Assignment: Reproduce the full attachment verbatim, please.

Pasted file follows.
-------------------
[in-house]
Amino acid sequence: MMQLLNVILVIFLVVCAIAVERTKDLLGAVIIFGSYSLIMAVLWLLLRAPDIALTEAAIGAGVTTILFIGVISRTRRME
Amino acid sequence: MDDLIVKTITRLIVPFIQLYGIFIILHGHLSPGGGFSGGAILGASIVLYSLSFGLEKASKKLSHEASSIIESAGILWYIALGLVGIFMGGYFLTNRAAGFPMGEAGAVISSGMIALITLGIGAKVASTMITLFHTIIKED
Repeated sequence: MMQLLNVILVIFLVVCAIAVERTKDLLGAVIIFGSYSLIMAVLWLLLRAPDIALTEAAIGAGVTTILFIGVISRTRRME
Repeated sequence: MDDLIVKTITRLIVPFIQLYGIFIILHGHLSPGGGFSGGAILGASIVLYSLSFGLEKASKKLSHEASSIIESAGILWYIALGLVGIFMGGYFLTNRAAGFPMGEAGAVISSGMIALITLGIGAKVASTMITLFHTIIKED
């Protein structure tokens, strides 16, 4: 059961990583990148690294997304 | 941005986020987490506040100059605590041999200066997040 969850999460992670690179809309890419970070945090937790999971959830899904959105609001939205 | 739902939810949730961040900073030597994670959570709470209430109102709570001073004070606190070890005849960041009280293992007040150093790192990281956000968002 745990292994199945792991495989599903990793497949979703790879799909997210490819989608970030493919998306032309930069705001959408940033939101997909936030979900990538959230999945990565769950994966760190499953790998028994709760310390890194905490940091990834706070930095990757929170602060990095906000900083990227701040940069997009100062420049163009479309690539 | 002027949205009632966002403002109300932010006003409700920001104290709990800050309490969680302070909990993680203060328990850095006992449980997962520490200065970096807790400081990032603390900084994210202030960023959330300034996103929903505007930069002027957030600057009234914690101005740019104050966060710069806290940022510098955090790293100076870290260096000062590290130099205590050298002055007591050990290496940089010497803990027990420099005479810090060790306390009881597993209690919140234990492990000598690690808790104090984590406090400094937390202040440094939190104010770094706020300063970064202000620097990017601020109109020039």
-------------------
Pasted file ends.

[in-house]
Amino acid sequence: MMQLLNVILVIFLVVCAIAVERTKDLLGAVIIFGSYSLIMAVLWLLLRAPDIALTEAAIGAGVTTILFIGVISRTRRME
Amino acid sequence: MDDLIVKTITRLIVPFIQLYGIFIILHGHLSPGGGFSGGAILGASIVLYSLSFGLEKASKKLSHEASSIIESAGILWYIALGLVGIFMGGYFLTNRAAGFPMGEAGAVISSGMIALITLGIGAKVASTMITLFHTIIKED
Repeated sequence: MMQLLNVILVIFLVVCAIAVERTKDLLGAVIIFGSYSLIMAVLWLLLRAPDIALTEAAIGAGVTTILFIGVISRTRRME
Repeated sequence: MDDLIVKTITRLIVPFIQLYGIFIILHGHLSPGGGFSGGAILGASIVLYSLSFGLEKASKKLSHEASSIIESAGILWYIALGLVGIFMGGYFLTNRAAGFPMGEAGAVISSGMIALITLGIGAKVASTMITLFHTIIKED
């Protein structure tokens, strides 16, 4: 059961990583990148690294997304 | 941005986020987490506040100059605590041999200066997040 969850999460992670690179809309890419970070945090937790999971959830899904959105609001939205 | 739902939810949730961040900073030597994670959570709470209430109102709570001073004070606190070890005849960041009280293992007040150093790192990281956000968002 745990292994199945792991495989599903990793497949979703790879799909997210490819989608970030493919998306032309930069705001959408940033939101997909936030979900990538959230999945990565769950994966760190499953790998028994709760310390890194905490940091990834706070930095990757929170602060990095906000900083990227701040940069997009100062420049163009479309690539 | 002027949205009632966002403002109300932010006003409700920001104290709990800050309490969680302070909990993680203060328990850095006992449980997962520490200065970096807790400081990032603390900084994210202030960023959330300034996103929903505007930069002027957030600057009234914690101005740019104050966060710069806290940022510098955090790293100076870290260096000062590290130099205590050298002055007591050990290496940089010497803990027990420099005479810090060790306390009881597993209690919140234990492990000598690690808790104090984590406090400094937390202040440094939190104010770094706020300063970064202000620097990017601020109109020039």